"You could ask yourself, 'Does the world need another spy movie franchise?'" the screenwriter Stephen McFeely mused on the gray carpet (yes, really) for Netflix's premiere of The Gray Man. "I would argue that it absolutely does."

Based on the first in a series of books by Mark Greaney, The Gray Man stars Ryan Gosling, Chris Evans and Ana de Armas as globe-trotting secret agents in an "an espionage film with modern thematics," as director Joe Russo puts it. The movie's cast also includes Billy Bob Thornton, Regé-Jean Page, Jessica Henwick, Dhanush and Alfre Woodard, who were all in attendance for the July 13 premiere at the TCL Chinese Theatre in Hollywood.

Though the character may be super spies, Joe and Anthony Russo want to make it clear that everyone in The Gray Man is very much human. Especially since the Russo Brothers are best known for their work in the Marvel Cinematic Universe, culminating with 2019's Avengers: Endgame. "No one is a superhero. No one has super powers, and that creates a different kind of execution in the action sequences and a different level of discipline as a storyteller," Joe tells A.frame. "The characters are bound by the laws of physics."

Composed of nine over-the-top action sequences include a rooftop brawl in Bangkok and a street chase through Prague, Anthony explained how the balanced the massive set pieces with telling a compelling story. "We find our way through the action sequences by following the character. Joe and I, whenever we start to get lost in the action, we just reorient ourselves to the character," he said. "How do we make them their most vulnerable? How do they find their way forward?"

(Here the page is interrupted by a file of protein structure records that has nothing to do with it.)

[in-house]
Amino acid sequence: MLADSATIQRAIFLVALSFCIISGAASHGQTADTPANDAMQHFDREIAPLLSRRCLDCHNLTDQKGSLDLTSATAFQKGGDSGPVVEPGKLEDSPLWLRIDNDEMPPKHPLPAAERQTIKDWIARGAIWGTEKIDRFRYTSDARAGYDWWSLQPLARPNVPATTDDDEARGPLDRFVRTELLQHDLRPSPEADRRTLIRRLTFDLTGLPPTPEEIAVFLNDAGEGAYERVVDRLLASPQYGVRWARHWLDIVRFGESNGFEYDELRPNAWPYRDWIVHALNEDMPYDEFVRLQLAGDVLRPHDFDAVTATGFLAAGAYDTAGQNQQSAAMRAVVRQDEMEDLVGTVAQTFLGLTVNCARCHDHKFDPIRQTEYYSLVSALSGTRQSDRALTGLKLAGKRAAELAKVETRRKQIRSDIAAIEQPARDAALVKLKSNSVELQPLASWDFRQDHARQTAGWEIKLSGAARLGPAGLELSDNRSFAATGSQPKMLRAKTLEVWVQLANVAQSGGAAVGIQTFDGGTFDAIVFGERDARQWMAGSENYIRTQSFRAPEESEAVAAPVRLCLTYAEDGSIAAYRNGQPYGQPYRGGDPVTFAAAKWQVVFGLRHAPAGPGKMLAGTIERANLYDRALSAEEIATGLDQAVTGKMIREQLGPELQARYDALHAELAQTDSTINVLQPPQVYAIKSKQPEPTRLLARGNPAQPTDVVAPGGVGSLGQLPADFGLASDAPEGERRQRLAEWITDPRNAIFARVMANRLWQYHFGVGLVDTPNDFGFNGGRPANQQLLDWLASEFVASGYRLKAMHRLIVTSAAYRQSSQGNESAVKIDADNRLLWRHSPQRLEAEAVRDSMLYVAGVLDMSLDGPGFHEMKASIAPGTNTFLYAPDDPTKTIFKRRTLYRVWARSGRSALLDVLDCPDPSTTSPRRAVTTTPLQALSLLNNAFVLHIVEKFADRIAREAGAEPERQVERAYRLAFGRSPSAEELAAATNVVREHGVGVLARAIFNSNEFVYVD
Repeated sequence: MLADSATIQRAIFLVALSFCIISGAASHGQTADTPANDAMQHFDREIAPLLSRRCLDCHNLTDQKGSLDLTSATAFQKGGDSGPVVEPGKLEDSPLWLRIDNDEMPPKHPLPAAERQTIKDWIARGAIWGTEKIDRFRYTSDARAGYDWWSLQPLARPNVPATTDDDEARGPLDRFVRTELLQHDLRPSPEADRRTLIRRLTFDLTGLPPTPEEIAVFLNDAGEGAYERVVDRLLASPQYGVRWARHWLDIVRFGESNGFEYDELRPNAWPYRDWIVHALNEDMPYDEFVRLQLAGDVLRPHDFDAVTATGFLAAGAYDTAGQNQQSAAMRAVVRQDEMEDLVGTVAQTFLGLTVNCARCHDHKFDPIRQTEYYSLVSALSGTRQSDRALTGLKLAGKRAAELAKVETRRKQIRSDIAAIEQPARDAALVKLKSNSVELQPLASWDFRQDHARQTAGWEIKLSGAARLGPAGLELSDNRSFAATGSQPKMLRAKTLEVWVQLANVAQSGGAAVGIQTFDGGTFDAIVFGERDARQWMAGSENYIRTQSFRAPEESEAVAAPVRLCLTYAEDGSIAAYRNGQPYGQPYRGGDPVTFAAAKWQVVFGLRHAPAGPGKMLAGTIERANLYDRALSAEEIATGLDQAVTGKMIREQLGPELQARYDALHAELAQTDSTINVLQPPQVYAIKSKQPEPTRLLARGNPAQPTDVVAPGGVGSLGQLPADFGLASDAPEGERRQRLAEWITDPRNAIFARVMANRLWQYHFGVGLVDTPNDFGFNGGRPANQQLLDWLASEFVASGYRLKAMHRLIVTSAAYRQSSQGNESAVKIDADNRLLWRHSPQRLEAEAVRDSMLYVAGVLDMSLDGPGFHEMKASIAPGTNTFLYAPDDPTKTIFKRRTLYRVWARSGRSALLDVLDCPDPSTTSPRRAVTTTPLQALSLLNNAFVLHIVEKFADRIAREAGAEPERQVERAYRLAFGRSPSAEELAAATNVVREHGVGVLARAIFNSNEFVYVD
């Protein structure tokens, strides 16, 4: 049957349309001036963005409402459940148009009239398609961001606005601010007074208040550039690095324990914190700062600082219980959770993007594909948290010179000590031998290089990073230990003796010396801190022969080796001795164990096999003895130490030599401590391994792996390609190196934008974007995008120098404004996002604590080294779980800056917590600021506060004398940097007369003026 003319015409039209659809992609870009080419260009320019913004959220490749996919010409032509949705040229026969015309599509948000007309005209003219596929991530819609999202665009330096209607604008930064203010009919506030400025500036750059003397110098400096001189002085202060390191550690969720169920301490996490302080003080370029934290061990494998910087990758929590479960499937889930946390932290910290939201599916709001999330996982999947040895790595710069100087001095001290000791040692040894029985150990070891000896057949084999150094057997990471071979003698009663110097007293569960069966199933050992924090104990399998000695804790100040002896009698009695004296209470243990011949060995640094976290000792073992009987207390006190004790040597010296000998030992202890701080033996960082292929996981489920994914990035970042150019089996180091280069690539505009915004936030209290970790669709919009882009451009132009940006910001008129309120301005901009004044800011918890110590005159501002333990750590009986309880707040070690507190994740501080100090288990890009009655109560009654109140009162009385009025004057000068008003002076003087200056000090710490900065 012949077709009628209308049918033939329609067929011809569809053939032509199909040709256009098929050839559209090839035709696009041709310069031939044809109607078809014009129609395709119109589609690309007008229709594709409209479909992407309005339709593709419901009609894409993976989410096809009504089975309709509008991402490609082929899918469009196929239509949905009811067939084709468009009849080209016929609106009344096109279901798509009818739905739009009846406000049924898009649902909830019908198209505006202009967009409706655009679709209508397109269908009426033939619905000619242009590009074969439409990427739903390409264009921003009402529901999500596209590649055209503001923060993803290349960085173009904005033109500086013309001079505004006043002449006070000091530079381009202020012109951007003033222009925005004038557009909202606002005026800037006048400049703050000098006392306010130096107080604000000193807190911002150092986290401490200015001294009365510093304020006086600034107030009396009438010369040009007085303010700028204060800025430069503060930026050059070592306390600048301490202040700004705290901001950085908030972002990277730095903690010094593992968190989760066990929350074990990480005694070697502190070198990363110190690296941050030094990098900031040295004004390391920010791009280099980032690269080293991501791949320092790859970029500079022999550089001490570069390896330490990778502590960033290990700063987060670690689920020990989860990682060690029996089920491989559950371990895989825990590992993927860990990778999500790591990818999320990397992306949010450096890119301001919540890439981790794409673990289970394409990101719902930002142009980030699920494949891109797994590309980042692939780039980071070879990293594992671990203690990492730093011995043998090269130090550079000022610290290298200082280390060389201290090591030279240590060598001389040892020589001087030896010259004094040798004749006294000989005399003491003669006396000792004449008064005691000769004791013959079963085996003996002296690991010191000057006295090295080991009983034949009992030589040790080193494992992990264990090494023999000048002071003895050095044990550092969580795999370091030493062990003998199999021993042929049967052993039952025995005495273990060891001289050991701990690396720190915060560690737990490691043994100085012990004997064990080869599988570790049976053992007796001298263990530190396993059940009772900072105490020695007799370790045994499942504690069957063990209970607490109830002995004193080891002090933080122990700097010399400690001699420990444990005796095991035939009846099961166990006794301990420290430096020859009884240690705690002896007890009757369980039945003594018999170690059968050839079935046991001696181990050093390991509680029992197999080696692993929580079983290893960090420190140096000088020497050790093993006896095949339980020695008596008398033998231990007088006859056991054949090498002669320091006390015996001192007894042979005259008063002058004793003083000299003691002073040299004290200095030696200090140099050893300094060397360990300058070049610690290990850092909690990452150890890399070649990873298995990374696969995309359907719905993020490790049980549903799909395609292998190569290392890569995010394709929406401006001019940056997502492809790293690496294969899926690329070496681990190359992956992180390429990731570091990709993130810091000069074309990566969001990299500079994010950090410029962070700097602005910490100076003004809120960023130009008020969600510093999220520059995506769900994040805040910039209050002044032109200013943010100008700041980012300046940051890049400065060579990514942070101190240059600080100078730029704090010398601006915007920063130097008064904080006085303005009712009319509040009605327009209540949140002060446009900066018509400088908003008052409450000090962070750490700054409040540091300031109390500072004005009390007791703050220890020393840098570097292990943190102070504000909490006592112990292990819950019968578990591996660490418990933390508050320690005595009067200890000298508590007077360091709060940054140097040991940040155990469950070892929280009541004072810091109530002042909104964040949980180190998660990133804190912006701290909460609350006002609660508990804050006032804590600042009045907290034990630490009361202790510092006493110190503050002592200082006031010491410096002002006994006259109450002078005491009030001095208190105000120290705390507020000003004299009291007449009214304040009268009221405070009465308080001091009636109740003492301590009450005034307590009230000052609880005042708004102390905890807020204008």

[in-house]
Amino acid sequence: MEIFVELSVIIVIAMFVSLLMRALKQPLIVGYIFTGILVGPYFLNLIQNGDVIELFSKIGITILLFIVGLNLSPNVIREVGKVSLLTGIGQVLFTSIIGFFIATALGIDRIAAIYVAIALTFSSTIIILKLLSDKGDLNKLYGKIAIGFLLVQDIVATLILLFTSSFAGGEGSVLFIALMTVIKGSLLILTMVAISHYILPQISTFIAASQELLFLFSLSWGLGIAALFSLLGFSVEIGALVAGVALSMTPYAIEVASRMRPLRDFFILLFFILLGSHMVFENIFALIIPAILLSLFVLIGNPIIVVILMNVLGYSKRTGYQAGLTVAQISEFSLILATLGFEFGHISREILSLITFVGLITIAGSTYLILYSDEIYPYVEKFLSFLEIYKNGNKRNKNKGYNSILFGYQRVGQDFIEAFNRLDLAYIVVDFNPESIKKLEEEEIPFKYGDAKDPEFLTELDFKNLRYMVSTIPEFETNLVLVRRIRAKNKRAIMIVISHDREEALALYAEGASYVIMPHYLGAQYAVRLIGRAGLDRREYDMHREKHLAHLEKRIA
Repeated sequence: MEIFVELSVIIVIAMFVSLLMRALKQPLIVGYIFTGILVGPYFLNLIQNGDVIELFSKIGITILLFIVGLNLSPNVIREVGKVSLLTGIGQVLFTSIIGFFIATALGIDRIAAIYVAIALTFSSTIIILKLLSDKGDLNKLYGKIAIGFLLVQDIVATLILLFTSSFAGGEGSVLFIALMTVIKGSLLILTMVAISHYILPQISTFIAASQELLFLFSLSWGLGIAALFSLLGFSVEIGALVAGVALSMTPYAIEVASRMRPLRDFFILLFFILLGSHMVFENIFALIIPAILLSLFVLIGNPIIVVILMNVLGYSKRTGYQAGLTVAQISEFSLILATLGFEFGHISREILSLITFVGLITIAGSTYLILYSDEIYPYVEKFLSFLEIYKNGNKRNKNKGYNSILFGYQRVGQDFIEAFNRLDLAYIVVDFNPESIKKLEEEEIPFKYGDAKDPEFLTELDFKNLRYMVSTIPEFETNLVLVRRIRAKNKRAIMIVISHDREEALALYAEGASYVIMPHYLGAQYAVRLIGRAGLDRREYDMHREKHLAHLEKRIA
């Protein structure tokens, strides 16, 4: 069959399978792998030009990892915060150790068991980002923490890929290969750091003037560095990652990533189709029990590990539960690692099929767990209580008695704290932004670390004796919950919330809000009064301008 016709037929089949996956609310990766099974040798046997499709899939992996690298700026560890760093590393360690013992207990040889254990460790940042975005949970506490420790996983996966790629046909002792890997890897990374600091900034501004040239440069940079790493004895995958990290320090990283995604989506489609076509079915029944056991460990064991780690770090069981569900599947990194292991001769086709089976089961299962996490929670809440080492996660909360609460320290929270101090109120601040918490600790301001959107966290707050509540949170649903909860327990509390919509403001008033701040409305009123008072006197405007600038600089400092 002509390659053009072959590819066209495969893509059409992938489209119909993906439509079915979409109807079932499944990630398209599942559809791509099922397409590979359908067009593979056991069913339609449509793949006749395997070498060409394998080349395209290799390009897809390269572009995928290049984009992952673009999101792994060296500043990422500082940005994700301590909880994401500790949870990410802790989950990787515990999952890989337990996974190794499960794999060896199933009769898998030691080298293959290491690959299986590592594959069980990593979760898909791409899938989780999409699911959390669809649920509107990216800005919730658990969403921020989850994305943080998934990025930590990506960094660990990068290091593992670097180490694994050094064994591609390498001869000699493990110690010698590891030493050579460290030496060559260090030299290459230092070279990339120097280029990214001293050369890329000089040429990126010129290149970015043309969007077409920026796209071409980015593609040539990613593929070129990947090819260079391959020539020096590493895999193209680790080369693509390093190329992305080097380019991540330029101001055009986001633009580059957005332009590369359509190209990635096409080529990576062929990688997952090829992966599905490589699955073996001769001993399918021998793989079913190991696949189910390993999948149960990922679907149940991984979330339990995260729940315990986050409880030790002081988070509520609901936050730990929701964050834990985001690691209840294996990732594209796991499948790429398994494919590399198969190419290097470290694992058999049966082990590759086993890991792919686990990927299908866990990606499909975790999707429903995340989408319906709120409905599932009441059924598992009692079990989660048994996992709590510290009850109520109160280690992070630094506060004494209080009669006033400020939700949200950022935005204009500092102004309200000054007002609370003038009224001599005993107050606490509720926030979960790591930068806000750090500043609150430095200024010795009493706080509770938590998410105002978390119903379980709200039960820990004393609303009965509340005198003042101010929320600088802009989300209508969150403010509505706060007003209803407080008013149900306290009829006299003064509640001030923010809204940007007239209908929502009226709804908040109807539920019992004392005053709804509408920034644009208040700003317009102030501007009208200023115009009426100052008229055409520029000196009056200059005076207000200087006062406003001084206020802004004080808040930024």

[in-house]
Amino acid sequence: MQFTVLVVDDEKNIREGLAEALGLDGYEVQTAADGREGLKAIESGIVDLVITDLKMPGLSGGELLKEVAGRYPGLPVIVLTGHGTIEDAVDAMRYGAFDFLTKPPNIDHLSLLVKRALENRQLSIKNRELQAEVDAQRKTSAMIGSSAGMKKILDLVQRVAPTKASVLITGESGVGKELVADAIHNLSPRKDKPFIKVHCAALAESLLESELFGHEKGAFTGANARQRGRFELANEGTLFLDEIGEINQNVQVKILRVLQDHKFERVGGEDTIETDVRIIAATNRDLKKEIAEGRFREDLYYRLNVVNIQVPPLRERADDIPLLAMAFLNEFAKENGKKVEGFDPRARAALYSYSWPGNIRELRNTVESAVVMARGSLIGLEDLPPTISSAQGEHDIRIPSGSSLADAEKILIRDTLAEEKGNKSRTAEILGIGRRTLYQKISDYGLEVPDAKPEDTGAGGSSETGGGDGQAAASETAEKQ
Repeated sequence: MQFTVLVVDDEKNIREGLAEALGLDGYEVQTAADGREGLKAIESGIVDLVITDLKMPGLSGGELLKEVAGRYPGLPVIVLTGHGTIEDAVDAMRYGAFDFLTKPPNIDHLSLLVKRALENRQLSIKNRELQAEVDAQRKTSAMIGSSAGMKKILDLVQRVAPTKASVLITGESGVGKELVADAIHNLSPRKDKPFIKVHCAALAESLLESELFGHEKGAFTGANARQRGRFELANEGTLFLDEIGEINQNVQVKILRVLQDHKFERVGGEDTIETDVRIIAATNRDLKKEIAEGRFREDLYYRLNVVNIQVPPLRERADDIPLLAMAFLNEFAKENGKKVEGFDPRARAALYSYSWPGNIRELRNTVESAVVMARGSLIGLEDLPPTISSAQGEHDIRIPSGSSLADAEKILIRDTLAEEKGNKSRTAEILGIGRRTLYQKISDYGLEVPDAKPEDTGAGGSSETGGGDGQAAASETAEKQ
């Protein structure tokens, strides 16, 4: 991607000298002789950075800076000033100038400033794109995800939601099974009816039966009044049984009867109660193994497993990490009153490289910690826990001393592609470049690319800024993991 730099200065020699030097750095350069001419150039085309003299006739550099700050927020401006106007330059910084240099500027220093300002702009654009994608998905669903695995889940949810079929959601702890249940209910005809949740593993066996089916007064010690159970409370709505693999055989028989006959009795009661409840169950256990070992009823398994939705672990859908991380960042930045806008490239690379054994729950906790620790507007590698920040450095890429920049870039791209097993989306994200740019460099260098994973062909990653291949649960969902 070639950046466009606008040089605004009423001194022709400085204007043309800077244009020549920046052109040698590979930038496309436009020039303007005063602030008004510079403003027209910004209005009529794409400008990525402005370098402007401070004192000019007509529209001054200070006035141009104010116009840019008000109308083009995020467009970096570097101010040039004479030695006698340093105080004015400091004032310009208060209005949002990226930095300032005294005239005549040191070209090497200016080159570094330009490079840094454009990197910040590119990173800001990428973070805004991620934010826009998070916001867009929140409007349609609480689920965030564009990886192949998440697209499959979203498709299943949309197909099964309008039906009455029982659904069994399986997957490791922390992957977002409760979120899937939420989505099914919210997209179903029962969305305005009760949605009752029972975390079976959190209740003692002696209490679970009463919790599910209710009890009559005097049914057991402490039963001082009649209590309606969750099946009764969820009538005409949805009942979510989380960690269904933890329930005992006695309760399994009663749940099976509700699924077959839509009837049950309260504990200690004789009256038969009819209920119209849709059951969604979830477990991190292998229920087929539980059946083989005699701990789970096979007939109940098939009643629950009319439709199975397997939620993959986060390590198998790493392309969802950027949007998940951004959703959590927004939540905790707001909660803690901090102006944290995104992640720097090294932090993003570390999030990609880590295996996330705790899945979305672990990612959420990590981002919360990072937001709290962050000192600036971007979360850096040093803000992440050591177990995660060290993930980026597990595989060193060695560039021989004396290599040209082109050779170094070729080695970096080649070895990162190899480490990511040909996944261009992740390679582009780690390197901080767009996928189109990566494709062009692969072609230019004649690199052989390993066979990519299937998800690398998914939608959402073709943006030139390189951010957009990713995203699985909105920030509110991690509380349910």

Anthony and Joe Russo at the Hollywood premiere of Netflix's 'The Gray Man.'
Ryan Gosling takes a moment to grab selfies with fans at the Los Angeles premiere of 'The Gray Man.'

As The Gray Man's villain, Evans, who has worked with both the Russos and writers Christopher Markus and McFeely throughout his tenure as Captain America, delivers a scene-stealing turn as an unhinged mercenary named Lloyd Hansen, which McFeely says was "lots of fun" to script.

"He loves doing it, right?" McFeely says of Evans playing against type. "He just wants to rip it all up and start over again with this mustache. And he's clearly such a good actor! He's got range! And you believe him as this psychopath in tight shirts!"

Henwick, who plays morally gray CIA agent Suzanne Brewer, said it was actually Gosling who took her most by surprise with his interpretation of his character, Sierra Six. "On the page, he's so serious. But then Ryan has this twinkle in his eye the whole time, which I think is the secret to the film," she says. "But when we did the first take, I was like, 'Oh! That’s… that’s how you’re gonna do it?' And then of course I saw on the screen and I was like, 'Oh, it's perfect!'"

The spy genre has spawned multi-movie franchises for heroes like James Bond, Jason Bourne and Mission: Impossible's Ethan Hunt. Gosling's Six, a man plucked out of prison and trained to be a covert killer, could be next, if The Gray Man's creative team has their say. After all, Greaney's Gray Man books have been on Hollywood’s radar since the first novel was published back in 2009, but it wasn't until the Russos came on board that the project picked up steam.

"I'm glad it happened now," the author says, "but if it happened 25 years from now, I'd still be a lucky man." When asked how it feels to be the new Ian Fleming, however, Greaney laughed and replied, "I hope not — he died after the first James Bond movie came out!"

Reporting by Angelle Gullett


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